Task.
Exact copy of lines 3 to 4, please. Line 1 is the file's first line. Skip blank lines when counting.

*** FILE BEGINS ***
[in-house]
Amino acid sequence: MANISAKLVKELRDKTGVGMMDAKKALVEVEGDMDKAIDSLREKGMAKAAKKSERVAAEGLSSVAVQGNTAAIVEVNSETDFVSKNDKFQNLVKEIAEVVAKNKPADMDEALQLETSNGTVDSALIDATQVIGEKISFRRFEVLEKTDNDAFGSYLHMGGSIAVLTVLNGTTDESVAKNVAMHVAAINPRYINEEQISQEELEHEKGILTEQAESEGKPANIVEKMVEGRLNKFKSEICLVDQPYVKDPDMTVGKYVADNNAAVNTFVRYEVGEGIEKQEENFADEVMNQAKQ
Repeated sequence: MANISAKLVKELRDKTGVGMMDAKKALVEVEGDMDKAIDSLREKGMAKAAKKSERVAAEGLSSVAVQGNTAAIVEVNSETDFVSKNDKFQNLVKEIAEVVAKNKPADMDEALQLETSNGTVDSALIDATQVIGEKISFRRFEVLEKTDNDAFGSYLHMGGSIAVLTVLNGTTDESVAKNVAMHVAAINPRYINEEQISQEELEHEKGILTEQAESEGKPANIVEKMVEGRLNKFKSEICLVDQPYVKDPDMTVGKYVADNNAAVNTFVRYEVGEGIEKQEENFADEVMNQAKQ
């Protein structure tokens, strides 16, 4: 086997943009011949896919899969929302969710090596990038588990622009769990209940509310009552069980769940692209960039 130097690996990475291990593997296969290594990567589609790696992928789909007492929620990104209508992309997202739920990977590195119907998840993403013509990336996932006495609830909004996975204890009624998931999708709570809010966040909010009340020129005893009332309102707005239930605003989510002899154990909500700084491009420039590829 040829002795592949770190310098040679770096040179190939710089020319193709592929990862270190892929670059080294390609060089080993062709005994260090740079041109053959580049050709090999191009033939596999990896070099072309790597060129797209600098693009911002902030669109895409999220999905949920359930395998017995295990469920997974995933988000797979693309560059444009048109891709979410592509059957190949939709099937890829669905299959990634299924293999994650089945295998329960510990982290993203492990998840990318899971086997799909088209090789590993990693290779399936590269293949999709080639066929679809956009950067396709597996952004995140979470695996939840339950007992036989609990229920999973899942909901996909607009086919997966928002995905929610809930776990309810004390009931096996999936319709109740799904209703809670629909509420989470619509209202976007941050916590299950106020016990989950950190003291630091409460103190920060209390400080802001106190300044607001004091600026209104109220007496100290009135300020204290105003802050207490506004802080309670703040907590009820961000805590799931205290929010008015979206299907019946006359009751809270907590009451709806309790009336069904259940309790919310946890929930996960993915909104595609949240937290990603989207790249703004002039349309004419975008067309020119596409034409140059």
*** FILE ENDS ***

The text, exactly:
Repeated sequence: MANISAKLVKELRDKTGVGMMDAKKALVEVEGDMDKAIDSLREKGMAKAAKKSERVAAEGLSSVAVQGNTAAIVEVNSETDFVSKNDKFQNLVKEIAEVVAKNKPADMDEALQLETSNGTVDSALIDATQVIGEKISFRRFEVLEKTDNDAFGSYLHMGGSIAVLTVLNGTTDESVAKNVAMHVAAINPRYINEEQISQEELEHEKGILTEQAESEGKPANIVEKMVEGRLNKFKSEICLVDQPYVKDPDMTVGKYVADNNAAVNTFVRYEVGEGIEKQEENFADEVMNQAKQ
């Protein structure tokens, strides 16, 4: 086997943009011949896919899969929302969710090596990038588990622009769990209940509310009552069980769940692209960039 130097690996990475291990593997296969290594990567589609790696992928789909007492929620990104209508992309997202739920990977590195119907998840993403013509990336996932006495609830909004996975204890009624998931999708709570809010966040909010009340020129005893009332309102707005239930605003989510002899154990909500700084491009420039590829 040829002795592949770190310098040679770096040179190939710089020319193709592929990862270190892929670059080294390609060089080993062709005994260090740079041109053959580049050709090999191009033939596999990896070099072309790597060129797209600098693009911002902030669109895409999220999905949920359930395998017995295990469920997974995933988000797979693309560059444009048109891709979410592509059957190949939709099937890829669905299959990634299924293999994650089945295998329960510990982290993203492990998840990318899971086997799909088209090789590993990693290779399936590269293949999709080639066929679809956009950067396709597996952004995140979470695996939840339950007992036989609990229920999973899942909901996909607009086919997966928002995905929610809930776990309810004390009931096996999936319709109740799904209703809670629909509420989470619509209202976007941050916590299950106020016990989950950190003291630091409460103190920060209390400080802001106190300044607001004091600026209104109220007496100290009135300020204290105003802050207490506004802080309670703040907590009820961000805590799931205290929010008015979206299907019946006359009751809270907590009451709806309790009336069904259940309790919310946890929930996960993915909104595609949240937290990603989207790249703004002039349309004419975008067309020119596409034409140059």